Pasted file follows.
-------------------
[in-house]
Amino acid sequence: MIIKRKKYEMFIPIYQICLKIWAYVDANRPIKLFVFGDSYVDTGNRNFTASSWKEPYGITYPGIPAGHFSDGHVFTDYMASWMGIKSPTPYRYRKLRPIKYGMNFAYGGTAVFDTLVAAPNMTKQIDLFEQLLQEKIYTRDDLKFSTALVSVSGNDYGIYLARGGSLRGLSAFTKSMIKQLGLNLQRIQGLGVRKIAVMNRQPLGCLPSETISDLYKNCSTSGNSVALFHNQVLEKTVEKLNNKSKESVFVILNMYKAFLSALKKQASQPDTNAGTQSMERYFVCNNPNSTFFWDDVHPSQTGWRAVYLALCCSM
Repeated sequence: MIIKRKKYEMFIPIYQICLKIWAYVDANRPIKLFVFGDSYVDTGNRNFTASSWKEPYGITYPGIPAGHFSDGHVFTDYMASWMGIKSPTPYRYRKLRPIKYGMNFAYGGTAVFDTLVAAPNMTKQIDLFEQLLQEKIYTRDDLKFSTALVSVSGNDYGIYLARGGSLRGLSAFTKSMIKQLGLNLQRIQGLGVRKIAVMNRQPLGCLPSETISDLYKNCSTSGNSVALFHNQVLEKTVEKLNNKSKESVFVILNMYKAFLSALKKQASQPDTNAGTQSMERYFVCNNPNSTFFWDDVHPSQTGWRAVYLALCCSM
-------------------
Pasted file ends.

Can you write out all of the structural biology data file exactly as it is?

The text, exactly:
[in-house]
Amino acid sequence: MIIKRKKYEMFIPIYQICLKIWAYVDANRPIKLFVFGDSYVDTGNRNFTASSWKEPYGITYPGIPAGHFSDGHVFTDYMASWMGIKSPTPYRYRKLRPIKYGMNFAYGGTAVFDTLVAAPNMTKQIDLFEQLLQEKIYTRDDLKFSTALVSVSGNDYGIYLARGGSLRGLSAFTKSMIKQLGLNLQRIQGLGVRKIAVMNRQPLGCLPSETISDLYKNCSTSGNSVALFHNQVLEKTVEKLNNKSKESVFVILNMYKAFLSALKKQASQPDTNAGTQSMERYFVCNNPNSTFFWDDVHPSQTGWRAVYLALCCSM
Repeated sequence: MIIKRKKYEMFIPIYQICLKIWAYVDANRPIKLFVFGDSYVDTGNRNFTASSWKEPYGITYPGIPAGHFSDGHVFTDYMASWMGIKSPTPYRYRKLRPIKYGMNFAYGGTAVFDTLVAAPNMTKQIDLFEQLLQEKIYTRDDLKFSTALVSVSGNDYGIYLARGGSLRGLSAFTKSMIKQLGLNLQRIQGLGVRKIAVMNRQPLGCLPSETISDLYKNCSTSGNSVALFHNQVLEKTVEKLNNKSKESVFVILNMYKAFLSALKKQASQPDTNAGTQSMERYFVCNNPNSTFFWDDVHPSQTGWRAVYLALCCSM